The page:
Appalachian State has three main green spaces for students to practice their hand in botany and gardening.
The oldest of the three places, the Biology Greenhouse, is home to 1,200 plant species with every country around the world represented, greenhouse manager Jerry Meyer said.
The Biology Greenhouse requires a lot of research from the greenhouse manager to ensure that such a diverse group of plants can be added and maintained.
“I spend probably a couple hours a week looking for nurseries that sell something unusual,” Meyer said. “I can make plants from Africa and Singapore grow in the same part of the building as long you know what you’re doing.”
Located off of State Farm Road, the Biology Greenhouse contains not only the main greenhouse area that houses plants, but also two research rooms and a classroom for professors to teach in.
The greenhouse hosts biology labs and classes for the community, according to the greenhouse’s website. The greenhouse is also used to grow plants that will later be used for labs that happen on campus.
“About four or five classes come down here a semester, but a typical use for the plant material here is for me to deliver to places on campus rather than vice versa,” Meyer said.
The greenhouse also has an average of 20 volunteers per semester to help out Meyer and get more experience in Botany.
“Many students here have left with more knowledge of plants than they would have merely taking the few classes we do offer on campus,” Meyer said.
Anyone interested in plants is allowed to volunteer at the greenhouse, according to the greenhouse website. These volunteers help to keep track and take care of all of the plants in the greenhouse.
With such diversity in plant life and the constantly changing Boone weather, each individual plant must be taken care of to make sure the plant’s needs can be met, Meyer said.
The greenhouse also sells many of the plants that are grown there in two different plant sales. The larger of the two happens in the summer, right after school gets out.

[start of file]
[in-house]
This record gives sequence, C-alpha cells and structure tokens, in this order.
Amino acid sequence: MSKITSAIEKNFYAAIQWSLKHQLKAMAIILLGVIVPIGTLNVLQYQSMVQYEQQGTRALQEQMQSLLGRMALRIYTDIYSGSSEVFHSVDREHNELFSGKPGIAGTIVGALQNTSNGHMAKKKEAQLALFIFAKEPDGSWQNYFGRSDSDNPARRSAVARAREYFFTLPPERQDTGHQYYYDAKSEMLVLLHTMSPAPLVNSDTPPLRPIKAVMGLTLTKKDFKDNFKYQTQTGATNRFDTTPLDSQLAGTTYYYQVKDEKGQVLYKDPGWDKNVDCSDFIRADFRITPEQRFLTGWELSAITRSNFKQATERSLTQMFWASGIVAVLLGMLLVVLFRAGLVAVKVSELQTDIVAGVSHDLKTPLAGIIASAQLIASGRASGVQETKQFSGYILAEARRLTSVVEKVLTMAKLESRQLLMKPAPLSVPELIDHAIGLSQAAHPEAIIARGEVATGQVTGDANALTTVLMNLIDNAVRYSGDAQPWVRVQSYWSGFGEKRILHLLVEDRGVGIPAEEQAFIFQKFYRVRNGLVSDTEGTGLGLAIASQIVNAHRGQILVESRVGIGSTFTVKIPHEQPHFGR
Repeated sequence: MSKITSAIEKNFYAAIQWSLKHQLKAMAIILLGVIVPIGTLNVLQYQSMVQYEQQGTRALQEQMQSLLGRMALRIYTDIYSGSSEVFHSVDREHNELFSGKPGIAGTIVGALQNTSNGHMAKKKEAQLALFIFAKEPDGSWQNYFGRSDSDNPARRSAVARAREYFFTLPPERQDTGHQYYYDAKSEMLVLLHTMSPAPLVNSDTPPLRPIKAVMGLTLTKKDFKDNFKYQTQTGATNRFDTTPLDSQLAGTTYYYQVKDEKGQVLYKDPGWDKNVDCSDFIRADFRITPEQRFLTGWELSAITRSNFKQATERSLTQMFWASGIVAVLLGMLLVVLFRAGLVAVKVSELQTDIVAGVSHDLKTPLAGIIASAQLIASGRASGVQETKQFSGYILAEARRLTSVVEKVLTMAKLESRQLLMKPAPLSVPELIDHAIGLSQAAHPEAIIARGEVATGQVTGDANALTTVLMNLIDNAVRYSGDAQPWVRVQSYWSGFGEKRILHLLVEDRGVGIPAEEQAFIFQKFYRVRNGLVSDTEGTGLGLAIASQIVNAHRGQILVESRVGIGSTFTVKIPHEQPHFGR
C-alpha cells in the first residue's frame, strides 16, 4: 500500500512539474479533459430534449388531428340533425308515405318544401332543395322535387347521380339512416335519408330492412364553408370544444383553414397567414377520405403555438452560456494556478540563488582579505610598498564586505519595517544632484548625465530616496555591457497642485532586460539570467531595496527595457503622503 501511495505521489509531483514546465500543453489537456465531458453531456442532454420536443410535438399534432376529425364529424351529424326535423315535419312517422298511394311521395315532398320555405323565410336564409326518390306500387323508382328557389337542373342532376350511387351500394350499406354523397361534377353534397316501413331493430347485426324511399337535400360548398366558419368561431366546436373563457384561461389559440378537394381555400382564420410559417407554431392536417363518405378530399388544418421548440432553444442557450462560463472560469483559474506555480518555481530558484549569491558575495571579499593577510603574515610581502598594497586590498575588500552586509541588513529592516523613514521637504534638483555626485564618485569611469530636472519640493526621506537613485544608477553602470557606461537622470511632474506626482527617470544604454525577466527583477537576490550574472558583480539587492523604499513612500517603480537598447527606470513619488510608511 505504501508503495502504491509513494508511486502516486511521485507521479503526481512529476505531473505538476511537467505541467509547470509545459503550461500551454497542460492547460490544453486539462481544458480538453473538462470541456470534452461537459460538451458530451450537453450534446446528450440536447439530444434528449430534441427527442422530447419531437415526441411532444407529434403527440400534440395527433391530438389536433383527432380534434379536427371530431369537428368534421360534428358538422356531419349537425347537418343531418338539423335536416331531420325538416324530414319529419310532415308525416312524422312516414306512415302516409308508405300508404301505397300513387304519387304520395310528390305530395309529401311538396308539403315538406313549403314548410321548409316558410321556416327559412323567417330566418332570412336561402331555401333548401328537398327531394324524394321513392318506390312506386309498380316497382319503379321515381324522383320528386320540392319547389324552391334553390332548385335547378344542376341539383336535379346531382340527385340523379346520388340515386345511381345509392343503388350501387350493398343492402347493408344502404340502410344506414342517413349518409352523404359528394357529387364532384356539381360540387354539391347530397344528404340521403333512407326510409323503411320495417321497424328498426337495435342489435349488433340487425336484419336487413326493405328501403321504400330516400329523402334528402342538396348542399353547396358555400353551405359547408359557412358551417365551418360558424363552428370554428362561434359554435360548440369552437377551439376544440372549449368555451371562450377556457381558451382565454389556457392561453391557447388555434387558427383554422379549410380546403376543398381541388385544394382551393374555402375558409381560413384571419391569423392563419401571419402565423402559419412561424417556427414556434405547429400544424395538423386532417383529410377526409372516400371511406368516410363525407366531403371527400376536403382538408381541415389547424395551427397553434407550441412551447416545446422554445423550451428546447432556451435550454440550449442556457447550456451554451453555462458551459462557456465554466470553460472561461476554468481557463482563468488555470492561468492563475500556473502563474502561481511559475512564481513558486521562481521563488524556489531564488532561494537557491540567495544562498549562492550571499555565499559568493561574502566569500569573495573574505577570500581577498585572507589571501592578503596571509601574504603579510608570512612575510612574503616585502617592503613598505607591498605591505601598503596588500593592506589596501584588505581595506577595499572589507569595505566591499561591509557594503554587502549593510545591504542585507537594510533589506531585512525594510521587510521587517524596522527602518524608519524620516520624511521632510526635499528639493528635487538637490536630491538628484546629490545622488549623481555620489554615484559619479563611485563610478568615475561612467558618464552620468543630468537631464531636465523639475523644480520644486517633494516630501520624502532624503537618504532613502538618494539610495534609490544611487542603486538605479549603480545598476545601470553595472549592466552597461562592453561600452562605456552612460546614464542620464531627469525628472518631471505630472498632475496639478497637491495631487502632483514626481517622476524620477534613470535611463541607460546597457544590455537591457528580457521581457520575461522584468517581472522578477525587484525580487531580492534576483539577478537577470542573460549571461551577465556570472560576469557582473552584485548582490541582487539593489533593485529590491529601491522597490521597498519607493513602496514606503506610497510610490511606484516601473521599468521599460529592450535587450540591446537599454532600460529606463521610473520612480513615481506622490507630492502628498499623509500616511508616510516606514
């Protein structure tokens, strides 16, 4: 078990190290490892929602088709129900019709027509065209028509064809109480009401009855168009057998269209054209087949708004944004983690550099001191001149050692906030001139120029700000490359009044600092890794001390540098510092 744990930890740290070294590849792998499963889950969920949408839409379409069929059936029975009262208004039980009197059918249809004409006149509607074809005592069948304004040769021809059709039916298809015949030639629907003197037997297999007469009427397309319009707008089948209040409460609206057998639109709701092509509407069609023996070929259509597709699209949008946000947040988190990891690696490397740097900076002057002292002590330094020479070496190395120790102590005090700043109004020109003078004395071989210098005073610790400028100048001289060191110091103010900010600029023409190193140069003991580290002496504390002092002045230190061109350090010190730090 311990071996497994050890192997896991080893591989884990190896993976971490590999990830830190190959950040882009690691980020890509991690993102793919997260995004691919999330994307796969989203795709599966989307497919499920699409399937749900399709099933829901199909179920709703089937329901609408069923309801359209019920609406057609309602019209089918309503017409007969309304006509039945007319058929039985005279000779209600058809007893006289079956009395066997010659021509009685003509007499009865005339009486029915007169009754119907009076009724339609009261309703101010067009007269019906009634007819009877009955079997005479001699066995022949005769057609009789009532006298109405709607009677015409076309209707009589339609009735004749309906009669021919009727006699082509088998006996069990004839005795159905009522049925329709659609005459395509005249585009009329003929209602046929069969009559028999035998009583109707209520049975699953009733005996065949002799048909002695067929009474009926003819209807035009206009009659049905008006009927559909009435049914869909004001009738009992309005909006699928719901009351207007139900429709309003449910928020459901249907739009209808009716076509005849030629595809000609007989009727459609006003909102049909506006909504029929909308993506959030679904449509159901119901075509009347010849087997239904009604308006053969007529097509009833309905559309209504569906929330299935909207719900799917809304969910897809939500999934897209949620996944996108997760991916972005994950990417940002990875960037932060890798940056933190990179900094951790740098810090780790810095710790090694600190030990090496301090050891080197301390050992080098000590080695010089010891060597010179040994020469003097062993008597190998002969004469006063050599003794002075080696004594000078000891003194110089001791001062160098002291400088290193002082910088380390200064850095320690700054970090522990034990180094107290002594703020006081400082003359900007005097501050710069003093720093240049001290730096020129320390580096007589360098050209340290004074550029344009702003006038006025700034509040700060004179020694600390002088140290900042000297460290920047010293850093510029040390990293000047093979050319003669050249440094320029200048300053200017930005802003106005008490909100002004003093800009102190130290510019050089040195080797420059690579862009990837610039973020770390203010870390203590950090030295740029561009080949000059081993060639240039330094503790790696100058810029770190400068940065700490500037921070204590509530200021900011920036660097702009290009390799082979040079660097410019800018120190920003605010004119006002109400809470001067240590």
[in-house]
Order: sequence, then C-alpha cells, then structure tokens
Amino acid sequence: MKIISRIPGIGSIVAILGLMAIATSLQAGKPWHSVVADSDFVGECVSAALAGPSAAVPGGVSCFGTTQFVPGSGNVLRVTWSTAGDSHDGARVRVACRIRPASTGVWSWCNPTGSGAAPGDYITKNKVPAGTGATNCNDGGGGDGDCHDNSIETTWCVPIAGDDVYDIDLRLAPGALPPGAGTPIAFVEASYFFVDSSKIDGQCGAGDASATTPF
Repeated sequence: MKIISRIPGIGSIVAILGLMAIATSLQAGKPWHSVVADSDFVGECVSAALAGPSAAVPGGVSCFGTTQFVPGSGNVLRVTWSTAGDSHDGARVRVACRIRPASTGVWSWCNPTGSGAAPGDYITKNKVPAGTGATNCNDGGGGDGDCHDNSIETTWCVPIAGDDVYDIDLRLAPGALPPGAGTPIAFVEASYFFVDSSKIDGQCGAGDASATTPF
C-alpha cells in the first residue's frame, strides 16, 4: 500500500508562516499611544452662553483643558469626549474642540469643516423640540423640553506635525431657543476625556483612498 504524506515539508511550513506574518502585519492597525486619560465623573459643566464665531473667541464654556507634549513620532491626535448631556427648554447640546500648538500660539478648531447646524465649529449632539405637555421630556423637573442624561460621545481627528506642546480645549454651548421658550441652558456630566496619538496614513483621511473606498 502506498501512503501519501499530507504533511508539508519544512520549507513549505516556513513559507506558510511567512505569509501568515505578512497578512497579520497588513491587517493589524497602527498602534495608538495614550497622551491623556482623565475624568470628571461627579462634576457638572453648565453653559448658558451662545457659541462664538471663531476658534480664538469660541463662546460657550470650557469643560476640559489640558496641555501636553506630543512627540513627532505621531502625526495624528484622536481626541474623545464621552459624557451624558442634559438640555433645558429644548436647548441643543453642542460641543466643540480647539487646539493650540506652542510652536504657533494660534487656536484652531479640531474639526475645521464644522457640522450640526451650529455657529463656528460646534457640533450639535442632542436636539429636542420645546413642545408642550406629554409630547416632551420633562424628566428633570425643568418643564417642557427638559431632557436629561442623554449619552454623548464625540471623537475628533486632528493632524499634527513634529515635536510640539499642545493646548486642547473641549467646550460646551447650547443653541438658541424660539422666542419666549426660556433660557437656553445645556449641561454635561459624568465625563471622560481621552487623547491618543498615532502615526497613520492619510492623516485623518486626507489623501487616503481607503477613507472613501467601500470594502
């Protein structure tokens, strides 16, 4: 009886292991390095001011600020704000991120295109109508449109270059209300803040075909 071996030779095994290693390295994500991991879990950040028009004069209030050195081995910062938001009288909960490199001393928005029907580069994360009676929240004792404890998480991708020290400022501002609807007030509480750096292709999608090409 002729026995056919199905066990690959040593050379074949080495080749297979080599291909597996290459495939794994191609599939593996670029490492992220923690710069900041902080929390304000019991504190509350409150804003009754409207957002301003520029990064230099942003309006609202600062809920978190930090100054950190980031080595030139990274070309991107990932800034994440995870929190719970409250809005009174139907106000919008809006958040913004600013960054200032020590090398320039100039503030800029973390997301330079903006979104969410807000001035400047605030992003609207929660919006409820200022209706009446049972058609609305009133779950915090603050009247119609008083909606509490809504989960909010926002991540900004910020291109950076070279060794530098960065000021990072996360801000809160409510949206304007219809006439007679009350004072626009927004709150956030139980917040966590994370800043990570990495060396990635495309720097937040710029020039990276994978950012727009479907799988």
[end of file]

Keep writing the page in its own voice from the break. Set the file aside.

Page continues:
The greenhouse uses the money earned from selling the plants for reparations around the building, Meyer said.
Appalachian State also has two outside gardens that are used by faculty, students and members of the Boone community alike.
The Sustainable Development Civic Garden is located right outside of the Living Learning Center.
“The garden has been around for about 12 years now and is the oldest garden on campus,” campus garden manager and adjunct biology instructor Julia Showalter said.
The Sustainable Development Civic Garden has several areas to plant a variety of vegetables, fruits and herbs. The garden also includes a solar powered greenhouse and a compost education center, according to the garden website.
The Sustainable Development Civic Garden greenhouse is made from cob, an ancient building material similar to adobe, that is made with clay and straw.
“The whole structure is basically made of mud,” Showalter said.
The plants grown in this garden are used as both a teaching resource and a donation.
Certain plants are specifically grown so that the seeds can be donated to the seed library at the Watauga Public Library for seed saving. Two specific plots are set aside to grow food that is donated to the food hub and is distributed to places around Boone, Showalter said.
The garden also has an adopt-a-plot program that allows community members to rent out plots of the garden to use their green thumb over the summer, according to the garden website.
There are always resources and opportunities for people to help out around the garden. Gardening and sustainable development classes are available for members of the Boone community and students and faculty from the school. These classes involve helping in the garden. There are also volunteers that will do a lot of work, Showalter said.
The newest addition to Appalachian’s green spaces is the Appalachian Roots Garden located on East Howard Street.
Created last summer, the Appalachian Roots Garden has a variety of spaces for plant growth, but also includes areas to practice sustainable development, senior community and regional planning major Nick Oreilly said.
As a community planning intern, Oreilly spent last summer working on the Appalachian Roots Garden in its early stages of development.
The Appalachian Roots Garden has similar uses to the Sustainable Development Civic Garden, ranging from seed-saving, to adopt-a-plot, to even food donations, according to the Sustainable Development website.
The garden is kept up by many volunteers. Due to its location, even children from the Lucy Brock Child Development Laboratory School have come to learn about planting, according to the Sustainable Development website.
As part of the volunteer network for these gardens, the Gardening Club is one way to get involved in these green spaces around campus. By helping out in the gardens students learn not only about gardening tactics, but also about sustainable farming techniques, according to the Gardening Club website.
“Gardening Club provides many opportunities for people to get involved and do service work in the gardens as well as help other gardens around Watauga County,” Oreilly said.
Overall, whether it be a student in a biology lab, a volunteering Boone native or a member of the Gardening Club, anyone can get involved with the green spaces on campus.
Story by: Mariah Reneau, Associate A&E Editor
Photos by: Veronica Hayes, Staff Photographer
Featured Photo Caption: The Appalachian State Biology Greenhouse is located off of State Farm Road. Its conservatory contains over 900 plant species.